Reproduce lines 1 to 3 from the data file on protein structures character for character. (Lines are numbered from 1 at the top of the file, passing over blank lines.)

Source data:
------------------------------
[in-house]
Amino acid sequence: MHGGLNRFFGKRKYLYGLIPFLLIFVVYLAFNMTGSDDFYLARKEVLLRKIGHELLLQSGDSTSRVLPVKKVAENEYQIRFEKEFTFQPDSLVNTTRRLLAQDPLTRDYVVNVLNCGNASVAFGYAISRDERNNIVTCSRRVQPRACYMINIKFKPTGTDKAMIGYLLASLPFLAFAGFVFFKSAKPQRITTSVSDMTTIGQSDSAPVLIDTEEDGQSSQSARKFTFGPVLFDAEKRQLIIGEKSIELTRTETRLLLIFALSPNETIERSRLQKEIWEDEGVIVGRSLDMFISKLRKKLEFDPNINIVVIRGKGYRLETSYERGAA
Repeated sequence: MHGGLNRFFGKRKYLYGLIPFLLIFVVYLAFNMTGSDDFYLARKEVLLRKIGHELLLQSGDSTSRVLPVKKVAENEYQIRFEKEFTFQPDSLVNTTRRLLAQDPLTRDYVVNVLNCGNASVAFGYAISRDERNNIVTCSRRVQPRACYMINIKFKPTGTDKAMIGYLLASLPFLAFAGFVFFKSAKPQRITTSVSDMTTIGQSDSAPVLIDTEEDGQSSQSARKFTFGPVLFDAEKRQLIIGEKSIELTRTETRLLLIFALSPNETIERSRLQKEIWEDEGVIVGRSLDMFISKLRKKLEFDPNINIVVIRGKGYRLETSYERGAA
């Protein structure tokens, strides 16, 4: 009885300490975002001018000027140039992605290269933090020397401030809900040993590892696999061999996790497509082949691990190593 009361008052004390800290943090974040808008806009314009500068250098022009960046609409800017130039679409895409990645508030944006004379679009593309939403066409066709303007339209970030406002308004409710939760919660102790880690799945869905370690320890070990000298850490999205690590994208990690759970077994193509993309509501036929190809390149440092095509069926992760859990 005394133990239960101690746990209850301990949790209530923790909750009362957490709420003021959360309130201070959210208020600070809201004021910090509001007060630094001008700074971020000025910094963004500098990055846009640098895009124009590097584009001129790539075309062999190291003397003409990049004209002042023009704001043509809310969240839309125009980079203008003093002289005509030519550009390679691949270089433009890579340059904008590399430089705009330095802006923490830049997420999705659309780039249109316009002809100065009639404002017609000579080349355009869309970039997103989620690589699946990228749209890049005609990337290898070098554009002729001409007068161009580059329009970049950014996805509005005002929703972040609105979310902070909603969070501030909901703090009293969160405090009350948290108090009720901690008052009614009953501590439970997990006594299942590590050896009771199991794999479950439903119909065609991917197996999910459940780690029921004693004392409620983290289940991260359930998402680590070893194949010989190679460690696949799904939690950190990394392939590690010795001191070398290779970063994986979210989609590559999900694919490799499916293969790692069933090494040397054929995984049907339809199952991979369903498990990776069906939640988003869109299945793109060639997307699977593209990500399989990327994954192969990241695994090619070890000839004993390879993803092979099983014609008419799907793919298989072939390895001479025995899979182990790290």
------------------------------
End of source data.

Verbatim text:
[in-house]
Amino acid sequence: MHGGLNRFFGKRKYLYGLIPFLLIFVVYLAFNMTGSDDFYLARKEVLLRKIGHELLLQSGDSTSRVLPVKKVAENEYQIRFEKEFTFQPDSLVNTTRRLLAQDPLTRDYVVNVLNCGNASVAFGYAISRDERNNIVTCSRRVQPRACYMINIKFKPTGTDKAMIGYLLASLPFLAFAGFVFFKSAKPQRITTSVSDMTTIGQSDSAPVLIDTEEDGQSSQSARKFTFGPVLFDAEKRQLIIGEKSIELTRTETRLLLIFALSPNETIERSRLQKEIWEDEGVIVGRSLDMFISKLRKKLEFDPNINIVVIRGKGYRLETSYERGAA
Repeated sequence: MHGGLNRFFGKRKYLYGLIPFLLIFVVYLAFNMTGSDDFYLARKEVLLRKIGHELLLQSGDSTSRVLPVKKVAENEYQIRFEKEFTFQPDSLVNTTRRLLAQDPLTRDYVVNVLNCGNASVAFGYAISRDERNNIVTCSRRVQPRACYMINIKFKPTGTDKAMIGYLLASLPFLAFAGFVFFKSAKPQRITTSVSDMTTIGQSDSAPVLIDTEEDGQSSQSARKFTFGPVLFDAEKRQLIIGEKSIELTRTETRLLLIFALSPNETIERSRLQKEIWEDEGVIVGRSLDMFISKLRKKLEFDPNINIVVIRGKGYRLETSYERGAA